Re: Are clinical trials units essential for a successful trial?
NIHR supports 24 UKCRC registered CTUs to conduct trials funded by NIHR. We do this because we believe that involvement of CTUs has raised the quality of trials substantially, and contributes to our policy of increasing value in research (1). Prof Chetter is correct that CTUs are not essential to the successful conduct of trials – but the functions of a CTU (as described by Mr Gohel) are.
Some trial teams have all of these functions, without a formal title of a CTU and we are happy to receive applications from them. But failing to consider and demonstrate the likelihood of good trial management in an application will certainly result in its rejection. It is particularly true that many smaller trials (often phase I or II) can be managed perfectly well by an experienced team without the full engagement of a CTU. CTUs are not uniform: some provide all the essential functions, and some fewer. Nor are they a panacea: trials are always difficult and challenging, but essential for all the reasons that Mr Gohel and Prof Chetter list. NIHR is committed to supporting trials that have the potential to improve clinical practice: we see CTUs as important partners in many of these.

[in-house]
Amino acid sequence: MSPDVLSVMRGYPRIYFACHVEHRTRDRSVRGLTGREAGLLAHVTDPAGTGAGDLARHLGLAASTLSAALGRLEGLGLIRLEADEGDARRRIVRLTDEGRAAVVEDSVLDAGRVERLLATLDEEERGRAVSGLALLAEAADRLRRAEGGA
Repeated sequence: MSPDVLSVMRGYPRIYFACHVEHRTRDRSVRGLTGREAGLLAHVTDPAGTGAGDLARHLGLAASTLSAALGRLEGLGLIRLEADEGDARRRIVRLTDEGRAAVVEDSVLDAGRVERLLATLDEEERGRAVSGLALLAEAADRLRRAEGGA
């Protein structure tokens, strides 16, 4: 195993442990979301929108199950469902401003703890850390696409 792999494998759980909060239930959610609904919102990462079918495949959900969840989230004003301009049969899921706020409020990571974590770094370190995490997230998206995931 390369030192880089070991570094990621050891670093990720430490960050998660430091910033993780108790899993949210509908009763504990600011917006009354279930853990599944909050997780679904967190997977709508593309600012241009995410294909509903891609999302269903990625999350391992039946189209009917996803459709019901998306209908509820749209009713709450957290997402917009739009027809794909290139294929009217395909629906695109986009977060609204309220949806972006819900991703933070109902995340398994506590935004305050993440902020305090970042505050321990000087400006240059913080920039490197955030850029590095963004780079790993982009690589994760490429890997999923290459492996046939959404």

1. Ioannidis J, Greenland S, Hlatky M, Khoury M, McLeod M, Moher D, Schulz K, Tibshirani R. Increasing value and reducing waste in research design, conduct, and analysis. The Lancet 2014;383: 166 – 175
Competing interests: I am responsible for funding CTUs on behalf of NIHR